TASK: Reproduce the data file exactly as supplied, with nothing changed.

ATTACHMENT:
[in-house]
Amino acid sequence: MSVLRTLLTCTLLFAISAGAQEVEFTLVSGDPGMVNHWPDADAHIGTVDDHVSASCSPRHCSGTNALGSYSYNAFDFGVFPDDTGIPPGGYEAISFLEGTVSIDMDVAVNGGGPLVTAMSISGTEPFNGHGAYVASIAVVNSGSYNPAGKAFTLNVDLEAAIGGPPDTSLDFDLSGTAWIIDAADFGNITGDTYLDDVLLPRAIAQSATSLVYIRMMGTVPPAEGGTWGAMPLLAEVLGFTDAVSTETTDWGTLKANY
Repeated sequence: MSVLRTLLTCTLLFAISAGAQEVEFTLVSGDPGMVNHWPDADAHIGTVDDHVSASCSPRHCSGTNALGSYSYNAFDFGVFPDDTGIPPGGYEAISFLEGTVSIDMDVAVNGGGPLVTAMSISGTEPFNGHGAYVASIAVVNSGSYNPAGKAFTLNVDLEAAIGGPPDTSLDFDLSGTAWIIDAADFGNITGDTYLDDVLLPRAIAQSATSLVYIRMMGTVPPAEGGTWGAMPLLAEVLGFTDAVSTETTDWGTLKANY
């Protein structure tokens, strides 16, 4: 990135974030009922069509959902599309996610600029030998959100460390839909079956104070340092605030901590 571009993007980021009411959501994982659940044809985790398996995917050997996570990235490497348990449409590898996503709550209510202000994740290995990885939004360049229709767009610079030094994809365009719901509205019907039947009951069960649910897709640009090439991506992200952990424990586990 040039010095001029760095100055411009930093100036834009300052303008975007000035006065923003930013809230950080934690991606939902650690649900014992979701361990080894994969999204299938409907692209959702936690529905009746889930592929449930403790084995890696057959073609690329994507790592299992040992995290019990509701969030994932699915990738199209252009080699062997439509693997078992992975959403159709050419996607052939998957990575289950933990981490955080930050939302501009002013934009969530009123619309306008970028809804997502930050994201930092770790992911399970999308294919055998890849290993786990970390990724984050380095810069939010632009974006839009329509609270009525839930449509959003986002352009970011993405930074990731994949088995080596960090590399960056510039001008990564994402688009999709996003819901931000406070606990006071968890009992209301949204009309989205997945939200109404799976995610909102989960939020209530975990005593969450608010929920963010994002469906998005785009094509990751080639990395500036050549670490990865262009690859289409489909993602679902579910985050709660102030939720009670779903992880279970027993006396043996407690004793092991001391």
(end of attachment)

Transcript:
[in-house]
Amino acid sequence: MSVLRTLLTCTLLFAISAGAQEVEFTLVSGDPGMVNHWPDADAHIGTVDDHVSASCSPRHCSGTNALGSYSYNAFDFGVFPDDTGIPPGGYEAISFLEGTVSIDMDVAVNGGGPLVTAMSISGTEPFNGHGAYVASIAVVNSGSYNPAGKAFTLNVDLEAAIGGPPDTSLDFDLSGTAWIIDAADFGNITGDTYLDDVLLPRAIAQSATSLVYIRMMGTVPPAEGGTWGAMPLLAEVLGFTDAVSTETTDWGTLKANY
Repeated sequence: MSVLRTLLTCTLLFAISAGAQEVEFTLVSGDPGMVNHWPDADAHIGTVDDHVSASCSPRHCSGTNALGSYSYNAFDFGVFPDDTGIPPGGYEAISFLEGTVSIDMDVAVNGGGPLVTAMSISGTEPFNGHGAYVASIAVVNSGSYNPAGKAFTLNVDLEAAIGGPPDTSLDFDLSGTAWIIDAADFGNITGDTYLDDVLLPRAIAQSATSLVYIRMMGTVPPAEGGTWGAMPLLAEVLGFTDAVSTETTDWGTLKANY
């Protein structure tokens, strides 16, 4: 990135974030009922069509959902599309996610600029030998959100460390839909079956104070340092605030901590 571009993007980021009411959501994982659940044809985790398996995917050997996570990235490497348990449409590898996503709550209510202000994740290995990885939004360049229709767009610079030094994809365009719901509205019907039947009951069960649910897709640009090439991506992200952990424990586990 040039010095001029760095100055411009930093100036834009300052303008975007000035006065923003930013809230950080934690991606939902650690649900014992979701361990080894994969999204299938409907692209959702936690529905009746889930592929449930403790084995890696057959073609690329994507790592299992040992995290019990509701969030994932699915990738199209252009080699062997439509693997078992992975959403159709050419996607052939998957990575289950933990981490955080930050939302501009002013934009969530009123619309306008970028809804997502930050994201930092770790992911399970999308294919055998890849290993786990970390990724984050380095810069939010632009974006839009329509609270009525839930449509959003986002352009970011993405930074990731994949088995080596960090590399960056510039001008990564994402688009999709996003819901931000406070606990006071968890009992209301949204009309989205997945939200109404799976995610909102989960939020209530975990005593969450608010929920963010994002469906998005785009094509990751080639990395500036050549670490990865262009690859289409489909993602679902579910985050709660102030939720009670779903992880279970027993006396043996407690004793092991001391």